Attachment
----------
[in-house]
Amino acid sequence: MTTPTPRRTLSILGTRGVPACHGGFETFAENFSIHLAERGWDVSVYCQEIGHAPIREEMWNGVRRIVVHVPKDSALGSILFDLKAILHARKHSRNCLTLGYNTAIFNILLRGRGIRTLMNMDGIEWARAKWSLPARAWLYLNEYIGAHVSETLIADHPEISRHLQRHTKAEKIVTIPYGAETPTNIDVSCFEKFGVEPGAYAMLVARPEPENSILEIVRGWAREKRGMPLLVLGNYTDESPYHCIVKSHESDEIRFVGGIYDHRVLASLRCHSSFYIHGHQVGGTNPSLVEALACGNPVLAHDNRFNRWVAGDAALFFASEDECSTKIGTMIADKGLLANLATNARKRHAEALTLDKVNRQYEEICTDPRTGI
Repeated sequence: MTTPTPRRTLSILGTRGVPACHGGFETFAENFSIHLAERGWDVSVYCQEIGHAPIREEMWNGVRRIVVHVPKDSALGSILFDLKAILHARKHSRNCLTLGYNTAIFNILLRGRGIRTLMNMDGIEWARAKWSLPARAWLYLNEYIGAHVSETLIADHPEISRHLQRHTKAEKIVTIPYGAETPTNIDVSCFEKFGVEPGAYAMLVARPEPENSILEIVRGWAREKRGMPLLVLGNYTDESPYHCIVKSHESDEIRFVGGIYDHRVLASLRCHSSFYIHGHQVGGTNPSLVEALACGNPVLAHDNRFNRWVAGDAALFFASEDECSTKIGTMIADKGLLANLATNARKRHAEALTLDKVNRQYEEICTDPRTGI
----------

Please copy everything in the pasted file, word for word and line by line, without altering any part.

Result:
[in-house]
Amino acid sequence: MTTPTPRRTLSILGTRGVPACHGGFETFAENFSIHLAERGWDVSVYCQEIGHAPIREEMWNGVRRIVVHVPKDSALGSILFDLKAILHARKHSRNCLTLGYNTAIFNILLRGRGIRTLMNMDGIEWARAKWSLPARAWLYLNEYIGAHVSETLIADHPEISRHLQRHTKAEKIVTIPYGAETPTNIDVSCFEKFGVEPGAYAMLVARPEPENSILEIVRGWAREKRGMPLLVLGNYTDESPYHCIVKSHESDEIRFVGGIYDHRVLASLRCHSSFYIHGHQVGGTNPSLVEALACGNPVLAHDNRFNRWVAGDAALFFASEDECSTKIGTMIADKGLLANLATNARKRHAEALTLDKVNRQYEEICTDPRTGI
Repeated sequence: MTTPTPRRTLSILGTRGVPACHGGFETFAENFSIHLAERGWDVSVYCQEIGHAPIREEMWNGVRRIVVHVPKDSALGSILFDLKAILHARKHSRNCLTLGYNTAIFNILLRGRGIRTLMNMDGIEWARAKWSLPARAWLYLNEYIGAHVSETLIADHPEISRHLQRHTKAEKIVTIPYGAETPTNIDVSCFEKFGVEPGAYAMLVARPEPENSILEIVRGWAREKRGMPLLVLGNYTDESPYHCIVKSHESDEIRFVGGIYDHRVLASLRCHSSFYIHGHQVGGTNPSLVEALACGNPVLAHDNRFNRWVAGDAALFFASEDECSTKIGTMIADKGLLANLATNARKRHAEALTLDKVNRQYEEICTDPRTGI